In October, our piece about a bold new approach to bike and micromobility infrastructure was published in CityLab. This was huge! Here’s a sneak peak of the piece:
In the 1930s big auto dreamed up freeways and demanded massive car infrastructure. Micromobility needs its own Futurama—one where cars are marginalized.
There’s a quote that’s stuck with me for some time from Aaron Sorkin’s The Newsroom: “You know why people don’t like liberals? Because they lose. If liberals are so f***ing smart, how come they lose so goddamn always?”
American urbanists and bike advocates are smart, or at least well informed. We know how important cycling is. We are educated about cycling cities in other parts of the world and how they are so much better for health, well-being, economics, traffic, pollution, climate, equity, personal freedom, and on and on.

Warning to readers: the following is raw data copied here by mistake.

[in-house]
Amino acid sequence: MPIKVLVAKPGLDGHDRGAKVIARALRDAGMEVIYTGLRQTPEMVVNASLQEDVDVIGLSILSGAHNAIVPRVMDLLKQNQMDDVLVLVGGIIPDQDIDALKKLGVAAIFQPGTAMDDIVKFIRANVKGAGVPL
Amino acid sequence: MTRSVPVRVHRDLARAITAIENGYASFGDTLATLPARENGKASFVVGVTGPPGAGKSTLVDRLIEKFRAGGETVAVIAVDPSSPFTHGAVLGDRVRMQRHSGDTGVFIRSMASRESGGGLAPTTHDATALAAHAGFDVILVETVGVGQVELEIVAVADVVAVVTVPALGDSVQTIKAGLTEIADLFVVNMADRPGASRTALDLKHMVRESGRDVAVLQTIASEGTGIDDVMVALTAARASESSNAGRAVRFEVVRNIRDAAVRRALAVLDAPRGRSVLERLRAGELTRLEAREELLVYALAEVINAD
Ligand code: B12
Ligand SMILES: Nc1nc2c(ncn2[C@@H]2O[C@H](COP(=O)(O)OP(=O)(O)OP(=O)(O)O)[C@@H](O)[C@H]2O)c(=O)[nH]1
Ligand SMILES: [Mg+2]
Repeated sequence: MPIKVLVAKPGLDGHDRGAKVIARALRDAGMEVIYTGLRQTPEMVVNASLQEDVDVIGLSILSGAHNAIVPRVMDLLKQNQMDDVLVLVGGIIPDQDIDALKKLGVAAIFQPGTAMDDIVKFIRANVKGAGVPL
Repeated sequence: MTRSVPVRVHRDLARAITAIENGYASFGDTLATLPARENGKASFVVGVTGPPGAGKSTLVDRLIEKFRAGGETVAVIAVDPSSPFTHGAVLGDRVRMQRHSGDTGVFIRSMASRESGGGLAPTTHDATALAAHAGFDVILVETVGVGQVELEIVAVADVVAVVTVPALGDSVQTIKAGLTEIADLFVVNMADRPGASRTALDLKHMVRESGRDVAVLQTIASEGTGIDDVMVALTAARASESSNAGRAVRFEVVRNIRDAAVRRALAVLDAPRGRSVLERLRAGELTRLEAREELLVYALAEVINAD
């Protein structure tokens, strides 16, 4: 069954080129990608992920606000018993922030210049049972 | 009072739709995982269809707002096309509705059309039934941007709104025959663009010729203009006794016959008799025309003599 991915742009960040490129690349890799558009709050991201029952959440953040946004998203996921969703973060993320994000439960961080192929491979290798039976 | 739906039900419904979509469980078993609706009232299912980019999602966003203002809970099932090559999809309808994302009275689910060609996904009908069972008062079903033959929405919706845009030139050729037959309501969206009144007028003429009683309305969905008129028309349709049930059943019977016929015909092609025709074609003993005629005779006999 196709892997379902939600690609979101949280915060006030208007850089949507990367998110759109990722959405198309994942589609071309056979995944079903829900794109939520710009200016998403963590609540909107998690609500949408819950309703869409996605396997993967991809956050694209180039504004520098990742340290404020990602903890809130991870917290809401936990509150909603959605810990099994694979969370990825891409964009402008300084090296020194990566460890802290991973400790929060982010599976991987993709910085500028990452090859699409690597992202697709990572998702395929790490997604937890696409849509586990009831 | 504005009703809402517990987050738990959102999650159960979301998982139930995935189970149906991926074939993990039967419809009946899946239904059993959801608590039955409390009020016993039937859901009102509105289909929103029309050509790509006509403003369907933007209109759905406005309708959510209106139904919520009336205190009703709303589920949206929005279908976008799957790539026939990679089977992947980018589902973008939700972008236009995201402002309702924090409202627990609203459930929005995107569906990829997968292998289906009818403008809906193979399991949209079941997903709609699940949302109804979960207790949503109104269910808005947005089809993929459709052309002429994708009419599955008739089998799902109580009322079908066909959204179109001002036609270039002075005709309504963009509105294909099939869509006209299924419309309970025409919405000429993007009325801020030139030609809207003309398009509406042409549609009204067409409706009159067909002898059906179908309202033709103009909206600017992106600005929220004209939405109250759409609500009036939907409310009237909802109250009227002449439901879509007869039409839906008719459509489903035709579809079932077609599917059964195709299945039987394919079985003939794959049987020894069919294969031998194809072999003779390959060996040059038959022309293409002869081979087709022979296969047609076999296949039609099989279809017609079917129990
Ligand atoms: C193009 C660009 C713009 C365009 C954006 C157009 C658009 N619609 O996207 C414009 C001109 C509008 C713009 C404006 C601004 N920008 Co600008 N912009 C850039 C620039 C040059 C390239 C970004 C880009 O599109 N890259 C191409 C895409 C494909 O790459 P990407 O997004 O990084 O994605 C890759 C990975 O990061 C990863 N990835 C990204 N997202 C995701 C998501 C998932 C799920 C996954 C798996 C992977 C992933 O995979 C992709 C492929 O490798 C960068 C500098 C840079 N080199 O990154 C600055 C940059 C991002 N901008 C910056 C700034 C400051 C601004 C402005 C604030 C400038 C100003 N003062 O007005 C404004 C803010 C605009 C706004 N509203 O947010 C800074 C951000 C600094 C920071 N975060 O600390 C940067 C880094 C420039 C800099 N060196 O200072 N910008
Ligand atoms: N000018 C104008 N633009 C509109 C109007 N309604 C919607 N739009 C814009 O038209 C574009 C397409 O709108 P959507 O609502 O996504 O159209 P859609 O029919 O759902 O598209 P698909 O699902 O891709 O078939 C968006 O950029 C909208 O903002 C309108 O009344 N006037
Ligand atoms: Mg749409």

But if we’re so smart how come we lose so goddamn always?
Why is the best we seem to be able to accomplish just a few miles of striped asphalt bike “lanes,” or if we’re lucky, a few blocks of plastic pylons—“protected” bike lanes?
Our current model is to beg for twigs
More often than not, bike infrastructure is created reactively. Typically in response to a collision or near collision with a car, an individual or advocacy group identifies a single route that needs better infrastructure. We gather community support and lobby local officials for the desired change, trying as hard as we can to ask for the cheapest, smallest changes so that our requests will be seen as realistic.
What’s the problem with this model?